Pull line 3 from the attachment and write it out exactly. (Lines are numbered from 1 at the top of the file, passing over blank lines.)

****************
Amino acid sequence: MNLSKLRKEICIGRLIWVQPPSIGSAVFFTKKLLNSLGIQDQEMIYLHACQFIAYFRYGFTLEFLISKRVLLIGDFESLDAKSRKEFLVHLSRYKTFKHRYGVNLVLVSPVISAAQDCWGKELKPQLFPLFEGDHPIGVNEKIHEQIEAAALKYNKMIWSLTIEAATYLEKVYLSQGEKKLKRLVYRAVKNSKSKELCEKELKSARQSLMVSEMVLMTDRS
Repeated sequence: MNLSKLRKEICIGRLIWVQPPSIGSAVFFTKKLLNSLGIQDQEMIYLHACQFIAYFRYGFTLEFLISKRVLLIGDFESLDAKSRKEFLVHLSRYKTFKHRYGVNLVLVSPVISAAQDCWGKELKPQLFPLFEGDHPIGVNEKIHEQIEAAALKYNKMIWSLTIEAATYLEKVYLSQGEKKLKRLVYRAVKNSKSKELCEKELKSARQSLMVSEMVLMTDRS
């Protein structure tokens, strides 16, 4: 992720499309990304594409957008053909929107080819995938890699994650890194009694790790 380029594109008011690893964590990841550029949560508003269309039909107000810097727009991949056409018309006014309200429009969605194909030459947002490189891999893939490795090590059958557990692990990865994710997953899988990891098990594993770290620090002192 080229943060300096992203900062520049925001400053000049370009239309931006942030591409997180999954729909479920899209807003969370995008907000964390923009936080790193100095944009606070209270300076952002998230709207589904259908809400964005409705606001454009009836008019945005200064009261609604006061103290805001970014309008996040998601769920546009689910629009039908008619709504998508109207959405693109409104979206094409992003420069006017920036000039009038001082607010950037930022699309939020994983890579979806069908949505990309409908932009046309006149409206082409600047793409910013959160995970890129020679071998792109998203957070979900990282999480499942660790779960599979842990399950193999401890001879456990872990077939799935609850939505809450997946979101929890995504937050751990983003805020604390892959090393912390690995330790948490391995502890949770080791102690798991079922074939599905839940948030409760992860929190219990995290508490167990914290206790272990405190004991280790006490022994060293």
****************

């Protein structure tokens, strides 16, 4: 992720499309990304594409957008053909929107080819995938890699994650890194009694790790 380029594109008011690893964590990841550029949560508003269309039909107000810097727009991949056409018309006014309200429009969605194909030459947002490189891999893939490795090590059958557990692990990865994710997953899988990891098990594993770290620090002192 080229943060300096992203900062520049925001400053000049370009239309931006942030591409997180999954729909479920899209807003969370995008907000964390923009936080790193100095944009606070209270300076952002998230709207589904259908809400964005409705606001454009009836008019945005200064009261609604006061103290805001970014309008996040998601769920546009689910629009039908008619709504998508109207959405693109409104979206094409992003420069006017920036000039009038001082607010950037930022699309939020994983890579979806069908949505990309409908932009046309006149409206082409600047793409910013959160995970890129020679071998792109998203957070979900990282999480499942660790779960599979842990399950193999401890001879456990872990077939799935609850939505809450997946979101929890995504937050751990983003805020604390892959090393912390690995330790948490391995502890949770080791102690798991079922074939599905839940948030409760992860929190219990995290508490167990914290206790272990405190004991280790006490022994060293």